Để định danh một bạn gái Việt Nam, các bạn có thể sử dụng các tên riêng hoặc biệt danh mà bình thường được sử dung đó là ‘bạn gái’, ’em yêu’, ‘anh yêu’, ’em trai’ hoac ‘anh trai’. Ngôn ngữ Việt Nam cũng cho phép chúng ta sử dung nhiêu tên khác nhau đã biên trong cơ sơ huynh đoàn, ví dụ như ‘chú’, ‘bác’ hoac ‘mai’. Tuy nhiêu, vi da pham ly xa hôi, mong phai co su ton trang va lua chon phu hop tuông tu voi moi truong.

The Meaning Behind the Greeting Oi in Vietnamese Culture

In Vietnamese, ơi is used to call attention to someone in a sentence. It is commonly used as an interjection or to get someone’s attention, esecially when addressing someone formally. For example, you might use ơi when calling a waiter in a restaurant or a teacher in a classroom. In casual settings, it can also be used to mean “hey” or “hello” between friends and family members. Additionally, ơi is sometimes added at the end of sentences for emphasis or as an exclamation. This can be seen in phrases such as “ăn đi ơi!” (“Let’s go eat!”, literally “Go eat!”) or “học bài làm bài ơi!” (“Study and do your homework!”, literally “Study homework!”). Ultimately, the use of ơi helps to emphasize what is being said and adds politeness and formality to the conversation.

Greeting a Vietnamese Woman

When greeting a Vietnamese woman, it is polite to bow your head slightly and say “xin chao” (seen chow) followed by the given name and title. For example, if you are greeting Mrs. Nguyen, you would say “Xin chao Mrs. Nguyen.” It is important to use a respectful tone when addressing someone in Vietnam.

Apologizing in Vietnamese Culture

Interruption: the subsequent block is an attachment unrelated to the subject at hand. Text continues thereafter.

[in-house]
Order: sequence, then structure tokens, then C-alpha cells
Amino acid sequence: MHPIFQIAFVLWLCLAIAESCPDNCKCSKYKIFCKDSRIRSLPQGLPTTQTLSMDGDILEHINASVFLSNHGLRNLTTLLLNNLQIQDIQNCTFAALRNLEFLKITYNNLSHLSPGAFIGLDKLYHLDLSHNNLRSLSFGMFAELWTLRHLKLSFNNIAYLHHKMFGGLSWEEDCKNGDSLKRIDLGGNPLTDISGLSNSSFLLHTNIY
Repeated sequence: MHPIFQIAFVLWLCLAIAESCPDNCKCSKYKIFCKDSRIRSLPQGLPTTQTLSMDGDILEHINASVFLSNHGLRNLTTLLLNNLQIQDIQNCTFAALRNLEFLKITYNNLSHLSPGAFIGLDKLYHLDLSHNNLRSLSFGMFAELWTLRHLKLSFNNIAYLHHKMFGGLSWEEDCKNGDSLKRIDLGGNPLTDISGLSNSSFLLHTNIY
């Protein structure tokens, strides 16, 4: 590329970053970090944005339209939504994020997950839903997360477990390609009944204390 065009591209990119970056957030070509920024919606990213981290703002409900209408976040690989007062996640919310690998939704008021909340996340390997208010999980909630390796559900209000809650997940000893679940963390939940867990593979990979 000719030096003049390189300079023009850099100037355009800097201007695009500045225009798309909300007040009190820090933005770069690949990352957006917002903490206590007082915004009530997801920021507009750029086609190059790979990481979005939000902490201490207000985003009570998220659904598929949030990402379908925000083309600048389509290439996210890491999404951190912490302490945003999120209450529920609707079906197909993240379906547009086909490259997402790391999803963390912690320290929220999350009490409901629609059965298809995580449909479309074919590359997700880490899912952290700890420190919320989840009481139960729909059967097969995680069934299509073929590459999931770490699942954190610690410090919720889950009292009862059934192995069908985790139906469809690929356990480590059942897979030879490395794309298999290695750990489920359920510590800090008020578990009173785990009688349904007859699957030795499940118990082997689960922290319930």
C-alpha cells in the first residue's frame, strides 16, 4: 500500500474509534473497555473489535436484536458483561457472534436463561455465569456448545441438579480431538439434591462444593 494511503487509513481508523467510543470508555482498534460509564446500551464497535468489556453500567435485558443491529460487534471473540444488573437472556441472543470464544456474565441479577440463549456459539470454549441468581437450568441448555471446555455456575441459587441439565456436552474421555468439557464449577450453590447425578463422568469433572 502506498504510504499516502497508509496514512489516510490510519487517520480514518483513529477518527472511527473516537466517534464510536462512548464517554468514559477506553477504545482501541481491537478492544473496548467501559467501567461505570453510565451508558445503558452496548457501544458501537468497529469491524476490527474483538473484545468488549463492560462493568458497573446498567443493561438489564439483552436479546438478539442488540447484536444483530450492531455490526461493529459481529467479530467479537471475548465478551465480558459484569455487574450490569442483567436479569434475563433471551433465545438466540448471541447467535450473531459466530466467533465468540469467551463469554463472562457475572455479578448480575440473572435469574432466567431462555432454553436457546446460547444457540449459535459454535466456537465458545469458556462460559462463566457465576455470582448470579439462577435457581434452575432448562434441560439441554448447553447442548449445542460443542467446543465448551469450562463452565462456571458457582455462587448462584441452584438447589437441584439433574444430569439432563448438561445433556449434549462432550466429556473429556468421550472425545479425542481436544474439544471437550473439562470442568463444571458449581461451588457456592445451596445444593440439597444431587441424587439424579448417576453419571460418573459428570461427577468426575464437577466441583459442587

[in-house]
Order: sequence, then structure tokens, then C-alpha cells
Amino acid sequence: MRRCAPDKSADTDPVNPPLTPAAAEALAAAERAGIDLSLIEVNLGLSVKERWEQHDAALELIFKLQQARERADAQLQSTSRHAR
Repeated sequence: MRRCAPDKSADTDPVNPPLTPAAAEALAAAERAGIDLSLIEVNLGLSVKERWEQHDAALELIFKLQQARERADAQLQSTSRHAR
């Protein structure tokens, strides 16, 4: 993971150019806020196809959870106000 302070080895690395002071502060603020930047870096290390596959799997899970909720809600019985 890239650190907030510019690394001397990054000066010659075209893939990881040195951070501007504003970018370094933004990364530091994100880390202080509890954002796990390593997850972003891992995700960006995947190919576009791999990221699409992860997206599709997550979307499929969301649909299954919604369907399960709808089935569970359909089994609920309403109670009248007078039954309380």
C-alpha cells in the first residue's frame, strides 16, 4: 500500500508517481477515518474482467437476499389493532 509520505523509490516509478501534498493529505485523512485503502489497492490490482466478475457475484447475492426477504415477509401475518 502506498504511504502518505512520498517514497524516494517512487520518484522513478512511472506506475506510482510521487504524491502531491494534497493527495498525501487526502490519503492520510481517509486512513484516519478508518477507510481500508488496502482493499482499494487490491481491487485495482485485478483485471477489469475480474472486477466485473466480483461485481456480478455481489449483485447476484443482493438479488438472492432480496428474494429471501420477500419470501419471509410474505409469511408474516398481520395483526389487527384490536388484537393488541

Việt Nam là một nước có nét văn hóa thiếu sót riêng, và việc xin lỗi là một trong những điều quan trọng. Khi xin lỗi, người Việt thường biến tính cách bao quanh câu xin lội bằng cuộc hôn nhân hoặc lắm thân thiện. Trong tiếng Việt, một cuốc xin lội bao gồm các tương tác nghe/nói như: “Tôi chân thành xin lố i”, “Tôi rầt tiềm thày tô͠ i da͡y la͠ i ba͠ n”, va͠ “Xin bä́ o loa thä́ y”. Khi đoá­­­­­­ án khai niêm va ni hãm, ngưõì Viét chú ý đo dalích phép kèm theo món quà biùxích hoac hap dan các mon an đem đán trong phép mia.

Addressing a Lover in Vietnamese

In Vietnamese, when addressing a lover, the male will typically call himself “anh” and his girlfriend “em”. The female will call herself “em” and her boyfriend “anh”. This is a way to show respect and affection in the relationship between two people. Using these titles is also a way to emphasize the familiarity of the relationship between the two partners. That being said, different couples may have their own unique way of addressing each other.

The Origin of the Term Vietnamese Charlie

The origin of the term ‘Charlie’ to refer to the Vietnamese dates back to the early days of the Vietnam War. The term was derived from the NATO phonetic alphabet, which assigns letters to words for ease of communication. In this alphabet, ‘C’ stands for Charlie and represented Communist forces in general. As such, American soldiers began referring to their Vietnamese adversaries as Charlie or Victor Charlie (V-C), combining the NATO code word with ‘Victor,’ which is also used in the NATO alphabet. This eventually evolved into a single word, making it easier for soldiers to communicate with each other durig battle.

What Did Vietnamese People Call American Soldiers?

The Vietnamese referred to American soldiers as “G.I.s”, a term derived from “Government Issue” which was used to describe the supplies and equipment issued to them by the U.S. military. This term was eventually adopted by the Vietnamese population and became a slang term for any American infantry soldier.

'Didi Mau': The Meaning of This Vietnamese Slang Explained (3)

What Is Boo Coo?

Boo Coo is an informal adjective that is used to describe a large amount of something, usually money. It is often used colloquially to express something in an exaggerated way. For example, you might say “I have beaucoup money,” to emphasize that you have a large sum of money.


In conclusion, ‘didi mau’ is a Vietnamese phrase meaning ‘hurry up’. It has been popularized by American military personnel returning from the Vietnam War and by Vietnamese immigrants. The phrase is considered to be an uncommon way of saying ‘hurry up’ in Vietnamese, and should not be used in polite company as it can be considered offensive. The phrase has also been anglicized to ‘boocoo dinky dow’ which translates to ‘very crazy’.

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'Didi Mau': The Meaning of This Vietnamese Slang Explained (2024)